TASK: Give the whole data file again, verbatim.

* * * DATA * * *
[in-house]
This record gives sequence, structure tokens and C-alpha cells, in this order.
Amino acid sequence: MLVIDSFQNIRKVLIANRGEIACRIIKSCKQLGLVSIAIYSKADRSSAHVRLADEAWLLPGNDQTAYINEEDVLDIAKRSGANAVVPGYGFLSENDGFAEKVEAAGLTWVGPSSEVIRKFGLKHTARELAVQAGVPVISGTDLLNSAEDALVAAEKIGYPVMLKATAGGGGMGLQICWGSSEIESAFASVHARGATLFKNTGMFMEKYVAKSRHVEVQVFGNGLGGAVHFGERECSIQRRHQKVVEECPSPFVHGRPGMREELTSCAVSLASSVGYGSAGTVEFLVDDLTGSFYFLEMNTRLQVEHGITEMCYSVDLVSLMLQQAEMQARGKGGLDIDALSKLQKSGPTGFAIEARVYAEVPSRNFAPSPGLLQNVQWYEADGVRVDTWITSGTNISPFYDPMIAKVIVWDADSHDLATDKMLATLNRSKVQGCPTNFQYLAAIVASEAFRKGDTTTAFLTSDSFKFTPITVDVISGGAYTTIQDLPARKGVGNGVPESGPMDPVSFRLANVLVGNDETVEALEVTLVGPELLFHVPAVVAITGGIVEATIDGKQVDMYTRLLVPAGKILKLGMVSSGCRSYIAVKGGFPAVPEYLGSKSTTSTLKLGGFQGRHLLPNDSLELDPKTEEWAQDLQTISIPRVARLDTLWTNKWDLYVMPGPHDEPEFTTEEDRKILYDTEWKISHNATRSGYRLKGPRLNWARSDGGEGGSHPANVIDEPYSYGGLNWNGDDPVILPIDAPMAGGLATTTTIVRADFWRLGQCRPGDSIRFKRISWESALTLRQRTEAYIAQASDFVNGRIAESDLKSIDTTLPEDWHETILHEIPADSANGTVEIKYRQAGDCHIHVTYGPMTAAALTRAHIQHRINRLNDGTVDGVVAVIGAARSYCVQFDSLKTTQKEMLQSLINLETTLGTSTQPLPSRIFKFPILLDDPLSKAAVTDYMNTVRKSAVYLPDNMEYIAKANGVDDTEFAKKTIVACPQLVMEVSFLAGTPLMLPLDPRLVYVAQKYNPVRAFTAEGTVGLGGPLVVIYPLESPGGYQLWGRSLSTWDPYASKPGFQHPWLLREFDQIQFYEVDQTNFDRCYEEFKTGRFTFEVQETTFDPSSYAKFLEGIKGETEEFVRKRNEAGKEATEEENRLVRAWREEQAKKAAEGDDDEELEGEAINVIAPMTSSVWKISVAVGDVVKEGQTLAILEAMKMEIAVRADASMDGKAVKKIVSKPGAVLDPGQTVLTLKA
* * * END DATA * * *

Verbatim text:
[in-house]
This record gives sequence, structure tokens and C-alpha cells, in this order.
Amino acid sequence: MLVIDSFQNIRKVLIANRGEIACRIIKSCKQLGLVSIAIYSKADRSSAHVRLADEAWLLPGNDQTAYINEEDVLDIAKRSGANAVVPGYGFLSENDGFAEKVEAAGLTWVGPSSEVIRKFGLKHTARELAVQAGVPVISGTDLLNSAEDALVAAEKIGYPVMLKATAGGGGMGLQICWGSSEIESAFASVHARGATLFKNTGMFMEKYVAKSRHVEVQVFGNGLGGAVHFGERECSIQRRHQKVVEECPSPFVHGRPGMREELTSCAVSLASSVGYGSAGTVEFLVDDLTGSFYFLEMNTRLQVEHGITEMCYSVDLVSLMLQQAEMQARGKGGLDIDALSKLQKSGPTGFAIEARVYAEVPSRNFAPSPGLLQNVQWYEADGVRVDTWITSGTNISPFYDPMIAKVIVWDADSHDLATDKMLATLNRSKVQGCPTNFQYLAAIVASEAFRKGDTTTAFLTSDSFKFTPITVDVISGGAYTTIQDLPARKGVGNGVPESGPMDPVSFRLANVLVGNDETVEALEVTLVGPELLFHVPAVVAITGGIVEATIDGKQVDMYTRLLVPAGKILKLGMVSSGCRSYIAVKGGFPAVPEYLGSKSTTSTLKLGGFQGRHLLPNDSLELDPKTEEWAQDLQTISIPRVARLDTLWTNKWDLYVMPGPHDEPEFTTEEDRKILYDTEWKISHNATRSGYRLKGPRLNWARSDGGEGGSHPANVIDEPYSYGGLNWNGDDPVILPIDAPMAGGLATTTTIVRADFWRLGQCRPGDSIRFKRISWESALTLRQRTEAYIAQASDFVNGRIAESDLKSIDTTLPEDWHETILHEIPADSANGTVEIKYRQAGDCHIHVTYGPMTAAALTRAHIQHRINRLNDGTVDGVVAVIGAARSYCVQFDSLKTTQKEMLQSLINLETTLGTSTQPLPSRIFKFPILLDDPLSKAAVTDYMNTVRKSAVYLPDNMEYIAKANGVDDTEFAKKTIVACPQLVMEVSFLAGTPLMLPLDPRLVYVAQKYNPVRAFTAEGTVGLGGPLVVIYPLESPGGYQLWGRSLSTWDPYASKPGFQHPWLLREFDQIQFYEVDQTNFDRCYEEFKTGRFTFEVQETTFDPSSYAKFLEGIKGETEEFVRKRNEAGKEATEEENRLVRAWREEQAKKAAEGDDDEELEGEAINVIAPMTSSVWKISVAVGDVVKEGQTLAILEAMKMEIAVRADASMDGKAVKKIVSKPGAVLDPGQTVLTLKA